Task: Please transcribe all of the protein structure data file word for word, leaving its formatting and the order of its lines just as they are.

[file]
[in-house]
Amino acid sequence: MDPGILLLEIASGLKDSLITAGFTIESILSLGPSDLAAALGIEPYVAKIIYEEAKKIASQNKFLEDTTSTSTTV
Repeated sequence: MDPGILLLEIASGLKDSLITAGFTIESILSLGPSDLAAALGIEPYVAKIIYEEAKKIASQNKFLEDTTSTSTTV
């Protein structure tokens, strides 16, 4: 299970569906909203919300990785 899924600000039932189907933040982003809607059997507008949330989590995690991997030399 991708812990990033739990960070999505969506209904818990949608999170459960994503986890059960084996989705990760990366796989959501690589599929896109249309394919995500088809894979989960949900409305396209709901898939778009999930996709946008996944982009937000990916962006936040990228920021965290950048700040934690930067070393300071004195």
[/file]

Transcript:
[in-house]
Amino acid sequence: MDPGILLLEIASGLKDSLITAGFTIESILSLGPSDLAAALGIEPYVAKIIYEEAKKIASQNKFLEDTTSTSTTV
Repeated sequence: MDPGILLLEIASGLKDSLITAGFTIESILSLGPSDLAAALGIEPYVAKIIYEEAKKIASQNKFLEDTTSTSTTV
């Protein structure tokens, strides 16, 4: 299970569906909203919300990785 899924600000039932189907933040982003809607059997507008949330989590995690991997030399 991708812990990033739990960070999505969506209904818990949608999170459960994503986890059960084996989705990760990366796989959501690589599929896109249309394919995500088809894979989960949900409305396209709901898939778009999930996709946008996944982009937000990916962006936040990228920021965290950048700040934690930067070393300071004195």